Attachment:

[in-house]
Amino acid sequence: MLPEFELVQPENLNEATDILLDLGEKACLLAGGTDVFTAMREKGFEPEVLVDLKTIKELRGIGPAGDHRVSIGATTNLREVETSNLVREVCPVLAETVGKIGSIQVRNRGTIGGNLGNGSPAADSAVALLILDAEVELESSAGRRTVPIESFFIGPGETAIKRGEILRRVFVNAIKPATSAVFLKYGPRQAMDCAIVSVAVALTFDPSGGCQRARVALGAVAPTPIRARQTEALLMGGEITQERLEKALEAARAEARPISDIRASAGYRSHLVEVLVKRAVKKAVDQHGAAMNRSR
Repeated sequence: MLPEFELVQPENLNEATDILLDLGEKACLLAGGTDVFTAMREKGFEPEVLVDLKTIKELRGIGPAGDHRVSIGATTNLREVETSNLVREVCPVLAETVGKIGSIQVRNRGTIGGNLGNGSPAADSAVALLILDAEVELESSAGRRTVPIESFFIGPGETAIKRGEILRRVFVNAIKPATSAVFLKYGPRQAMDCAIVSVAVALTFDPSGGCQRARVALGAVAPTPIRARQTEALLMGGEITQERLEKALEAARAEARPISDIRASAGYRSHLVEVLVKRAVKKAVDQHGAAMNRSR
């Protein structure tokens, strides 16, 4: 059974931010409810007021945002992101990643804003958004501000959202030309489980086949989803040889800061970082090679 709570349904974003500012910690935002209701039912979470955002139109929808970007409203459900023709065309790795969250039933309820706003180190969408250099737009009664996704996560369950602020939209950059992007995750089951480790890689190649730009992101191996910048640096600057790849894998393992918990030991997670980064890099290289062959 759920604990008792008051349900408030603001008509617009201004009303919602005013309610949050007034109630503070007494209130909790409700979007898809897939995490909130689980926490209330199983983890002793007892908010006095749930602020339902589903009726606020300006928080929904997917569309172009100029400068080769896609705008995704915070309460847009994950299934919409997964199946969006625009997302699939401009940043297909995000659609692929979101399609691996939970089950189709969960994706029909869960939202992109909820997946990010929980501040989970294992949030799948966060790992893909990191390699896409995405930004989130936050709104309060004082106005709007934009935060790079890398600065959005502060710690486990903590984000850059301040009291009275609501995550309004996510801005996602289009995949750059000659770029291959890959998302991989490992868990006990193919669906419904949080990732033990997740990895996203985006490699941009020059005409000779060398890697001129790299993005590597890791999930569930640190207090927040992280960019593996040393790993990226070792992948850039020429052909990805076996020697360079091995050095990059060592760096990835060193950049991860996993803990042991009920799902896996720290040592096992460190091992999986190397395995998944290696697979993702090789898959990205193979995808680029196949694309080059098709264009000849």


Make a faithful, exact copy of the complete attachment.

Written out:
[in-house]
Amino acid sequence: MLPEFELVQPENLNEATDILLDLGEKACLLAGGTDVFTAMREKGFEPEVLVDLKTIKELRGIGPAGDHRVSIGATTNLREVETSNLVREVCPVLAETVGKIGSIQVRNRGTIGGNLGNGSPAADSAVALLILDAEVELESSAGRRTVPIESFFIGPGETAIKRGEILRRVFVNAIKPATSAVFLKYGPRQAMDCAIVSVAVALTFDPSGGCQRARVALGAVAPTPIRARQTEALLMGGEITQERLEKALEAARAEARPISDIRASAGYRSHLVEVLVKRAVKKAVDQHGAAMNRSR
Repeated sequence: MLPEFELVQPENLNEATDILLDLGEKACLLAGGTDVFTAMREKGFEPEVLVDLKTIKELRGIGPAGDHRVSIGATTNLREVETSNLVREVCPVLAETVGKIGSIQVRNRGTIGGNLGNGSPAADSAVALLILDAEVELESSAGRRTVPIESFFIGPGETAIKRGEILRRVFVNAIKPATSAVFLKYGPRQAMDCAIVSVAVALTFDPSGGCQRARVALGAVAPTPIRARQTEALLMGGEITQERLEKALEAARAEARPISDIRASAGYRSHLVEVLVKRAVKKAVDQHGAAMNRSR
């Protein structure tokens, strides 16, 4: 059974931010409810007021945002992101990643804003958004501000959202030309489980086949989803040889800061970082090679 709570349904974003500012910690935002209701039912979470955002139109929808970007409203459900023709065309790795969250039933309820706003180190969408250099737009009664996704996560369950602020939209950059992007995750089951480790890689190649730009992101191996910048640096600057790849894998393992918990030991997670980064890099290289062959 759920604990008792008051349900408030603001008509617009201004009303919602005013309610949050007034109630503070007494209130909790409700979007898809897939995490909130689980926490209330199983983890002793007892908010006095749930602020339902589903009726606020300006928080929904997917569309172009100029400068080769896609705008995704915070309460847009994950299934919409997964199946969006625009997302699939401009940043297909995000659609692929979101399609691996939970089950189709969960994706029909869960939202992109909820997946990010929980501040989970294992949030799948966060790992893909990191390699896409995405930004989130936050709104309060004082106005709007934009935060790079890398600065959005502060710690486990903590984000850059301040009291009275609501995550309004996510801005996602289009995949750059000659770029291959890959998302991989490992868990006990193919669906419904949080990732033990997740990895996203985006490699941009020059005409000779060398890697001129790299993005590597890791999930569930640190207090927040992280960019593996040393790993990226070792992948850039020429052909990805076996020697360079091995050095990059060592760096990835060193950049991860996993803990042991009920799902896996720290040592096992460190091992999986190397395995998944290696697979993702090789898959990205193979995808680029196949694309080059098709264009000849």